Health Spending vs. Results - Confronting the truth about America's "best health care system in the world."
Copyright by The New York Times
Published: June 5, 2010
The United States spends much more on health care than countries with similar kinds of economies. So costs are sure to be examined closely as federal officials shape regulations under the new health care law. Americans have abundant access to high-tech diagnostic tools like CT and M.R.I. scanners, and to life-saving surgical procedures like angioplasties.
Yet Americans don’t see doctors more often or live longer, healthier lives, according to data from the Organization for Economic Cooperation and Development. And Americans’ cancer survival rates are not markedly better. In fact, the population of the United States has about the same prevalence of disease as that of other developed countries.
So where does the money go?
Doctor visits, medical procedures and prescription drugs cost vastly more, on average, in the United States than in other countries. The United States also spends more money on health care administration, according to a report by the McKinsey Global Institute.
“We have known for a long time that health care is a market failure,” said Colleen M. Grogan, a professor of health administration and policy at the University of Chicago. “We have a system where there is an enormous incentive to charge higher prices, and no accountability to control those prices.”
How the United States compares with other O.E.C.D. members
1 Legend Data from 2007 or most recent available year
A country’s wealth usually dictates how much money it spends on health care, but spending in the United States is far beyond that of its peer countries.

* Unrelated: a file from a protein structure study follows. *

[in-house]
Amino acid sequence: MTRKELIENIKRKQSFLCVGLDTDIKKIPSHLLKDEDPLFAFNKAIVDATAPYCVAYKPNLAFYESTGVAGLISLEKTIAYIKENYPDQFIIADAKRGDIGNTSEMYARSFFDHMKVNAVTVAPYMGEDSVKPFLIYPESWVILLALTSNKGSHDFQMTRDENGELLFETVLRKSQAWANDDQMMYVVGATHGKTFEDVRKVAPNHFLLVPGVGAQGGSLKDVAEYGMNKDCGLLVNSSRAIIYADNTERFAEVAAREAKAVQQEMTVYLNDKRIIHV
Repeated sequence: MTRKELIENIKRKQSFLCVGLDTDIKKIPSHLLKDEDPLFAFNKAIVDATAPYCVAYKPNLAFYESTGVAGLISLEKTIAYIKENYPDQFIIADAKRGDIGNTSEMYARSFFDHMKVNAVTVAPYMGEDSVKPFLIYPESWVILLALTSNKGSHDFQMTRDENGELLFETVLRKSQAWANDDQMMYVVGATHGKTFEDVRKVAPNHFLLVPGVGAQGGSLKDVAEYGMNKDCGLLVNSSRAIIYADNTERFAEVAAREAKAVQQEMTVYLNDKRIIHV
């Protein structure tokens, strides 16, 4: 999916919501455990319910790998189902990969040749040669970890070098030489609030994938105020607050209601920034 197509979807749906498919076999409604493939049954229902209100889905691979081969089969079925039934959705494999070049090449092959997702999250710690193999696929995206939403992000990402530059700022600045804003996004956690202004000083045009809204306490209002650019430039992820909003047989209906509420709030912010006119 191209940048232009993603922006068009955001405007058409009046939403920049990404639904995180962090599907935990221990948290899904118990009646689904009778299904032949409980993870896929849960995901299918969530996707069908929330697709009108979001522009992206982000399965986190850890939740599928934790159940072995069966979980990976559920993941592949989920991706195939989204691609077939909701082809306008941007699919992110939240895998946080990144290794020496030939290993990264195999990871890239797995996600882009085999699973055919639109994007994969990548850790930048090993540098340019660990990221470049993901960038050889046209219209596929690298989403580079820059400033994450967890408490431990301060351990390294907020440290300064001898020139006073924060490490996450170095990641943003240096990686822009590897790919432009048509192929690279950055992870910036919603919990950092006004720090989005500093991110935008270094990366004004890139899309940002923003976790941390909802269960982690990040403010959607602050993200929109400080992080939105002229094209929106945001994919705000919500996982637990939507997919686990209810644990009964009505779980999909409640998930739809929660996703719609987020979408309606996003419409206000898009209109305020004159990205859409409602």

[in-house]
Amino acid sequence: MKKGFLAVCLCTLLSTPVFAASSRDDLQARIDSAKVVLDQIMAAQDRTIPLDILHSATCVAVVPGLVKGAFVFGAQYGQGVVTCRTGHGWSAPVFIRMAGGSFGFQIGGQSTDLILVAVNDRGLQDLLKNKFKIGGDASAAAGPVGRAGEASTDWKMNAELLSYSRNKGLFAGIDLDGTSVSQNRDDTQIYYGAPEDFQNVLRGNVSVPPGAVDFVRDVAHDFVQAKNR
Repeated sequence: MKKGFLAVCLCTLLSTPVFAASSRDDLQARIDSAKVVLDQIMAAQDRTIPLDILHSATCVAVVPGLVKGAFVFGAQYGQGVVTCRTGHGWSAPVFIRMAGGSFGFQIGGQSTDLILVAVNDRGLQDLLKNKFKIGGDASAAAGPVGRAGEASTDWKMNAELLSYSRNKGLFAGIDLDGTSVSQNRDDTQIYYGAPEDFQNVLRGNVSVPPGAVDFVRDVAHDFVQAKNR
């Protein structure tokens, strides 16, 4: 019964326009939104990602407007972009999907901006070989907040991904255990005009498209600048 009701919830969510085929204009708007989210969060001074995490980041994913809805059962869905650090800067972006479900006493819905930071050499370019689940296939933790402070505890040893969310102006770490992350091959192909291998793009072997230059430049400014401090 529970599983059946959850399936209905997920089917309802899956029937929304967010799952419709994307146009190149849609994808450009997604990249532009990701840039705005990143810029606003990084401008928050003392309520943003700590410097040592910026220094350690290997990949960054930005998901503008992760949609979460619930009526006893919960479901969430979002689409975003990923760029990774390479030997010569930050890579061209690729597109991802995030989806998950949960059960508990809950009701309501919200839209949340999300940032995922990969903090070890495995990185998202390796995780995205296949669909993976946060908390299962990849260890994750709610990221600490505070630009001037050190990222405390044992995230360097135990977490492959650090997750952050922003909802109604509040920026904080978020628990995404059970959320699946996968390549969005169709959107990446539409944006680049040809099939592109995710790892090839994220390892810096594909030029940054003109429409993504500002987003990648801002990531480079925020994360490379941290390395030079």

Health care spending as a percentage of gross domestic product
The McKinsey study shows that the intensity of medical treatment — as seen in measures like the number of high-tech diagnostic scanners — is relatively high in the United States.
CT scanners, per million people
3 Cat Scan
Though Americans undergo more surgical procedures like angioplasties, which widen clogged arteries, deaths from heart attacks are not proportionately lower.
Angioplasty procedures, per 1,000 people
Despite very good access to diagnostic equipment and surgical procedures, Americans’ life expectancy is lower than that of many other countries.
Life expectancy at birth
Economists point to the rate of cancer deaths in the United States as an indicator that its spending is out of line with results.
Deaths from cancer, per 100,000 people
Experts say that the United States lags in basic preventive care, like annual checkups, and relies too heavily on expensive specialists.
Annual consultations with doctors, per capita
The United States also has relatively few hospital beds for its population. Economists have noted that hospitals’ inpatient care is growing at a much slower rate than outpatient care, which has a much higher profit margin.
Hospital beds, per 1,000 people
By HANNAH FAIRFIELD/The New York Times |
Sources: Organization for Economic Cooperation and Development; McKinsey Global Institute